Vic Frankowski and Rob Dunne have returned to Fitzrovia and where, if I rewind a couple of years, I remember first meeting them, back when they worked at Tapped and Packed, now TAP, and I attended a couple of their Sunday Club coffee classes. This time though, they’ve moved into Sharps, a barbers on Windmill Street, re-located from it’s original plot on Charlotte Street, and just around the corner from that place I first met them. Think the coffee/barber shop combo sounds a funny one? ‘Cause I did, despite it always being a loosely associated pairing, I couldn’t quite get my head around it logistically, but it does work, and it’s not quite the odd, slightly mucky sounding, situation you might imagine; the barber shop is located in a distinctly solitary back area, the coffee bar precedes this in it’s own very separate space; two distinct cuboids of rooms, self contained, and yet combined.
I’d known about the upcoming opening for some time as I had something to do with the set up, don’t make me say it (work stuff). So, it was with a hint of frustration that I saw it slowly coming together (giving me just a glimmer of an insight into what must be the world of anyone opening their own place), and consequently wasn’t sure at what point to add a post, this reinforced by Rob and Vic’s low key attitude and insistence of it’s unfinished nature. In the end, I decided to leave it until it’s near completion, rationale dictating that – as, with anything this pair turn their hand to, I can fairly safely predict that there will be some sort of evolvement and change further along the line.
So, this post is accurate as of right now. I can’t promise it’ll be exactly the same when you visit.
Having spent many afternoons propping up the bar at Protein, always a very simple room with flourishes of design, I’m somewhat taken aback by the slickness of the new space and it’s super stylised features. There’s moulded concrete, an island counter on wheels, linea shelving, neat tiling, smooth tactile surfaces, blackboards and branding. A cafe proper. That’s without mentioning the cutting edge, eye-grabbing equipment; the Kees Van der Westen Spirit may as well be a battle ship from another planet, dashboard replete with buttons and knobs poised for action, an EK43 is positioned second in command, soldiers of beans stacked up, pre-dosed and ready to go, utility pack RO unit waiting in the wings, under the counter as back up. It’s a full artillery of a set up, proper ‘boys toys’ territory that I heartily lust over.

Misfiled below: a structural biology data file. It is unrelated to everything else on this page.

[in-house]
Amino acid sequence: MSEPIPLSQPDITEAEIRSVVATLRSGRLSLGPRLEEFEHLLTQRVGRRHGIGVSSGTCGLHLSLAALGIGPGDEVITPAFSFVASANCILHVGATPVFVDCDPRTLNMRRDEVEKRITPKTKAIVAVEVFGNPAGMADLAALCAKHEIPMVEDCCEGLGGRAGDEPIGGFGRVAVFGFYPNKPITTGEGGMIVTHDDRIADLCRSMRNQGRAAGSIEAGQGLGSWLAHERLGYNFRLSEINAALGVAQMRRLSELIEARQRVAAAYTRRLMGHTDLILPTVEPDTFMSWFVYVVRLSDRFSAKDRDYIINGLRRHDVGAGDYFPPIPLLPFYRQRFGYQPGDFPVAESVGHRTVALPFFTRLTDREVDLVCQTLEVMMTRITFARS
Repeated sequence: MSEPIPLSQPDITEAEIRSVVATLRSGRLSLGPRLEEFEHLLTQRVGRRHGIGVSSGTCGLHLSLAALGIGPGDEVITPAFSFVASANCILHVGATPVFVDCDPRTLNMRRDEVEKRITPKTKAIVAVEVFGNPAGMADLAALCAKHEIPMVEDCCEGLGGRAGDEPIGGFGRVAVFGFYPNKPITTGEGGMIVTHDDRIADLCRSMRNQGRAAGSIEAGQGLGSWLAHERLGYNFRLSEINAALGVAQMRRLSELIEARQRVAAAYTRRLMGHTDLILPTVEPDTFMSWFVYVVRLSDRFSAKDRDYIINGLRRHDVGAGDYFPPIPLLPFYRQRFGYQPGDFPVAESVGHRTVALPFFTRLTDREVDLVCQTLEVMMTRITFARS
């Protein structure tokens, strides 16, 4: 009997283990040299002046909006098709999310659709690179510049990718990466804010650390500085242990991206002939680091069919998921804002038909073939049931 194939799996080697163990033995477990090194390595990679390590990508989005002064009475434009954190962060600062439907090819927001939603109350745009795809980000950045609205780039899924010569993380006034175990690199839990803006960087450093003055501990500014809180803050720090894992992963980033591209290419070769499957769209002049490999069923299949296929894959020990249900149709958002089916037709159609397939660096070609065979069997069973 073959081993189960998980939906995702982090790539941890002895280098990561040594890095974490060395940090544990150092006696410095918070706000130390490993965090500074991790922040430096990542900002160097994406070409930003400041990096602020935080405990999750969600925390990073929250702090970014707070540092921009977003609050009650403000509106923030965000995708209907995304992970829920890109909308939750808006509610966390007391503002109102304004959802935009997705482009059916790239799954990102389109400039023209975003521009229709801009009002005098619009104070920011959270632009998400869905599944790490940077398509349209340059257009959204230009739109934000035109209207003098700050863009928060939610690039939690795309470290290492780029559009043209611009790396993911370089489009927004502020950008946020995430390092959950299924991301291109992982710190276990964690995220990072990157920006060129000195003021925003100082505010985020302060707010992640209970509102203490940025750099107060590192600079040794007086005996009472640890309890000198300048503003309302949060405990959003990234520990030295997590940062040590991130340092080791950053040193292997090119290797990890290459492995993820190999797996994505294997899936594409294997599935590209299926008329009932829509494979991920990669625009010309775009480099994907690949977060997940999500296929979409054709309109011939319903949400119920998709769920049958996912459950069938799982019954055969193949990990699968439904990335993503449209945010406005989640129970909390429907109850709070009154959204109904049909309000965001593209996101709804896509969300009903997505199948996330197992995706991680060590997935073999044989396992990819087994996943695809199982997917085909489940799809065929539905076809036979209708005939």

And here’s a departure; there’s food. What do I fancy most often for lunch? As a rule you can keep your over-frosted, tooth jarring sweetness of cupcakes or huge slabs of chocolate/carrot/lemon cake, more often associated with coffee shop fodder. What I really want, more often than not, is a good old fashioned toasted sandwich. Actually sod that. As much as the I love those Breville made toasted pockets of molten nostalgia, oozing with face scalding cheese, if I’m being honest, and horribly middle class and wanky, which I increasingly am these days, want I truly crave is sourdough bread and artisan cheese, homemade pickles and meat, especially as Autumn’s chill sets in preparing us for the barbarity of Winter, always a numb set of fingers more bitter than my protectively kind mind will let me remember.
Deep unbridled joy then when I discover the first of Dunnefrankowski’s series of pop up food residences, is F.A.T., makers of the kind of toasties to make me weep salty tears of intense happiness. The carb heavy menu features the sort of ingredients that combine to a beautiful sweet, savoury marriage and reads like pure heaven to anyone who has THE FEAR when faced with sandwich options lacking in ingredients (yup – I always feel short changed if there’s not some sort of pickle/chutney/sauce with my cheese and meat). Seriously; the short menu is near perfection.
A pork and fennel meatball number with pickled fennel, JLo’s ketchup and walnut and rocket pesto is a thing of true beauty to any sandwich connoisseur, check out that properly toasted sourdough, left bravely in the press long enough for it to do it’s job so that the filling is melding snugly and the outside has developed a pleasing crust. I’m happy to call off my sandwich quest, that is until I taste the kimchi and stilton. WHOAH. It’s an umami flavour thwap on the nose, those ingredients singing in pure clashing harmony. They also make a Montgomery cheddar with pickled dill cucumber & ketchup, and a duck liver parfait toastie with parsley & shallot salad, coffee pickled beets and bourbon pickled chilli – be still my rapidly over-beating heart.
There’s also a couple of sweet options, curious riffs on buttermilk waffles and ice cream, with a difference…, but it’s a sweetcorn cookie I try, a Momofuku recipe that is more crack addictive than their pie of the same christening; sweet but with a savoury edge and perfect crunchy yet soft texture. I’m told, at times, you might find it pimped a la a Lucky Peach issue and transformed into a heart failure inducing ham and cheese toastie – Oh boy….
Most importantly though, for me at least, is that Sharps retains the sociable element of the very best cafes, a place for like-minded souls to converge, which was always the most appealing aspect and magnetic draw of protein. I visit as much for the banter and inspirational chat, explorative coffee tastings and conversations, as I do for the always brilliant coffee. Of course, it’s worth mentioning here that the coffee is better than ever, manager Edita is at the helm with a selection of roasters coffees available, served simply and well in an aesthetically and stimulatingly pleasing way.
This is all I’ve come to expect from cafe’s of this calibre and Dunnefrankowski at Sharps is up there with the best.